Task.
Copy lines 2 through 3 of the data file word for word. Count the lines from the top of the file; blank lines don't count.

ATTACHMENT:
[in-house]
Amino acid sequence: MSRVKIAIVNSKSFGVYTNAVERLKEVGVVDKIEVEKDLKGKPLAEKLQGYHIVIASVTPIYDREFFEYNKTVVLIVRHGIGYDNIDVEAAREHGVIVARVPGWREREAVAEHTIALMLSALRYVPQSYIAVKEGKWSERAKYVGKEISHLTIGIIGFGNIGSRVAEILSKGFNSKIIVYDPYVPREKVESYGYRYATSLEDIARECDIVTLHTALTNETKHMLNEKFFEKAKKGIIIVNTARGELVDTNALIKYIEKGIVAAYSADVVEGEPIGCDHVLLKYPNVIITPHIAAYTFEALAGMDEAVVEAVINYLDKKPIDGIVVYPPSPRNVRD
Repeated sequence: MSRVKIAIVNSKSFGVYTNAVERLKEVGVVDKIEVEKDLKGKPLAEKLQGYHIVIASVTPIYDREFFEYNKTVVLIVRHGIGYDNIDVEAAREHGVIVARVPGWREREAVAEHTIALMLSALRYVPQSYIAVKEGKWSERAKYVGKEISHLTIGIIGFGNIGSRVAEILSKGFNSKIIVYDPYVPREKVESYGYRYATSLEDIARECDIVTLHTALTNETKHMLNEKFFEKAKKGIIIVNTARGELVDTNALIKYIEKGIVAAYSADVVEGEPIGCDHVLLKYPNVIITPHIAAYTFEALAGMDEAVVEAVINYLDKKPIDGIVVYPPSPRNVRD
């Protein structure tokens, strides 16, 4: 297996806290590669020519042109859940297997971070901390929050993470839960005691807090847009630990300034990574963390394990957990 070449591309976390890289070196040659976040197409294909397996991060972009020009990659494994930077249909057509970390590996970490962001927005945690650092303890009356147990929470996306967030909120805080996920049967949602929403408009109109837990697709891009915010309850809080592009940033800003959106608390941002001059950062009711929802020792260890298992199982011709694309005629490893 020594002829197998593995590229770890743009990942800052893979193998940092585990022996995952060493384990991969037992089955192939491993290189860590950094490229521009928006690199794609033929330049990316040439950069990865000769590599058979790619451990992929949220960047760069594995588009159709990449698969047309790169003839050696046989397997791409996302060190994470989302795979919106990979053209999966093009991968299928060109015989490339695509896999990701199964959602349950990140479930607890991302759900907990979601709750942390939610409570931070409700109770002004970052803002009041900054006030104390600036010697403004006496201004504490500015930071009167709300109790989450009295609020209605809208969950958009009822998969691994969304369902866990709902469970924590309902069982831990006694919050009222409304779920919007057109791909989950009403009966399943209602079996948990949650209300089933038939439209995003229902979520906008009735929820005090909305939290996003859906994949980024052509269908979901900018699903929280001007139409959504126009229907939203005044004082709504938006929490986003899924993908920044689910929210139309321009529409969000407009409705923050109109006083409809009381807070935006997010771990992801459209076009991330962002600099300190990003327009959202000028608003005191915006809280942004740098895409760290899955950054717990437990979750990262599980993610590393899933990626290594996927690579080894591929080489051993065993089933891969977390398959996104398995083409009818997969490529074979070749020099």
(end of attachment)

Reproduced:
Amino acid sequence: MSRVKIAIVNSKSFGVYTNAVERLKEVGVVDKIEVEKDLKGKPLAEKLQGYHIVIASVTPIYDREFFEYNKTVVLIVRHGIGYDNIDVEAAREHGVIVARVPGWREREAVAEHTIALMLSALRYVPQSYIAVKEGKWSERAKYVGKEISHLTIGIIGFGNIGSRVAEILSKGFNSKIIVYDPYVPREKVESYGYRYATSLEDIARECDIVTLHTALTNETKHMLNEKFFEKAKKGIIIVNTARGELVDTNALIKYIEKGIVAAYSADVVEGEPIGCDHVLLKYPNVIITPHIAAYTFEALAGMDEAVVEAVINYLDKKPIDGIVVYPPSPRNVRD
Repeated sequence: MSRVKIAIVNSKSFGVYTNAVERLKEVGVVDKIEVEKDLKGKPLAEKLQGYHIVIASVTPIYDREFFEYNKTVVLIVRHGIGYDNIDVEAAREHGVIVARVPGWREREAVAEHTIALMLSALRYVPQSYIAVKEGKWSERAKYVGKEISHLTIGIIGFGNIGSRVAEILSKGFNSKIIVYDPYVPREKVESYGYRYATSLEDIARECDIVTLHTALTNETKHMLNEKFFEKAKKGIIIVNTARGELVDTNALIKYIEKGIVAAYSADVVEGEPIGCDHVLLKYPNVIITPHIAAYTFEALAGMDEAVVEAVINYLDKKPIDGIVVYPPSPRNVRD